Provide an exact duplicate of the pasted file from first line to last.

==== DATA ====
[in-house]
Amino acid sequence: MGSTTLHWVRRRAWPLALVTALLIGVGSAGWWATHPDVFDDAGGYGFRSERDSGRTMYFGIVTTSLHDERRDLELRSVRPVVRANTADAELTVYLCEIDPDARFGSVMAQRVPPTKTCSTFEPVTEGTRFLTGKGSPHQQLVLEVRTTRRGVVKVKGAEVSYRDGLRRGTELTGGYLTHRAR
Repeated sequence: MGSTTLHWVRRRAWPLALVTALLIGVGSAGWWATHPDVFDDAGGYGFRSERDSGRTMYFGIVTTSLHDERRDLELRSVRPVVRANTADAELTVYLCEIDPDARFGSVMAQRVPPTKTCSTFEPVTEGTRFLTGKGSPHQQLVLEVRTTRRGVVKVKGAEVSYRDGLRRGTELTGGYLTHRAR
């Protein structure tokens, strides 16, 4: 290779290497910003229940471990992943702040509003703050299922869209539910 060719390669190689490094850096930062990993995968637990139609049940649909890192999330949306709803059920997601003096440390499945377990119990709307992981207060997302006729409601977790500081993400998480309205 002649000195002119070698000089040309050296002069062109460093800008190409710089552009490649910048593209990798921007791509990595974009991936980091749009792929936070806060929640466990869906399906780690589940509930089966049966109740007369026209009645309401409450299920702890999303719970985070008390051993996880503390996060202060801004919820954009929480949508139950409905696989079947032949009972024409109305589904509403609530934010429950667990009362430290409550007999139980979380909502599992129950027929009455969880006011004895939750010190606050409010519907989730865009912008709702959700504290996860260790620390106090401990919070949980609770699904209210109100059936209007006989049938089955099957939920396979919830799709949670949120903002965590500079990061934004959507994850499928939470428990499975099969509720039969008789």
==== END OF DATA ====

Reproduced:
[in-house]
Amino acid sequence: MGSTTLHWVRRRAWPLALVTALLIGVGSAGWWATHPDVFDDAGGYGFRSERDSGRTMYFGIVTTSLHDERRDLELRSVRPVVRANTADAELTVYLCEIDPDARFGSVMAQRVPPTKTCSTFEPVTEGTRFLTGKGSPHQQLVLEVRTTRRGVVKVKGAEVSYRDGLRRGTELTGGYLTHRAR
Repeated sequence: MGSTTLHWVRRRAWPLALVTALLIGVGSAGWWATHPDVFDDAGGYGFRSERDSGRTMYFGIVTTSLHDERRDLELRSVRPVVRANTADAELTVYLCEIDPDARFGSVMAQRVPPTKTCSTFEPVTEGTRFLTGKGSPHQQLVLEVRTTRRGVVKVKGAEVSYRDGLRRGTELTGGYLTHRAR
């Protein structure tokens, strides 16, 4: 290779290497910003229940471990992943702040509003703050299922869209539910 060719390669190689490094850096930062990993995968637990139609049940649909890192999330949306709803059920997601003096440390499945377990119990709307992981207060997302006729409601977790500081993400998480309205 002649000195002119070698000089040309050296002069062109460093800008190409710089552009490649910048593209990798921007791509990595974009991936980091749009792929936070806060929640466990869906399906780690589940509930089966049966109740007369026209009645309401409450299920702890999303719970985070008390051993996880503390996060202060801004919820954009929480949508139950409905696989079947032949009972024409109305589904509403609530934010429950667990009362430290409550007999139980979380909502599992129950027929009455969880006011004895939750010190606050409010519907989730865009912008709702959700504290996860260790620390106090401990919070949980609770699904209210109100059936209007006989049938089955099957939920396979919830799709949670949120903002965590500079990061934004959507994850499928939470428990499975099969509720039969008789």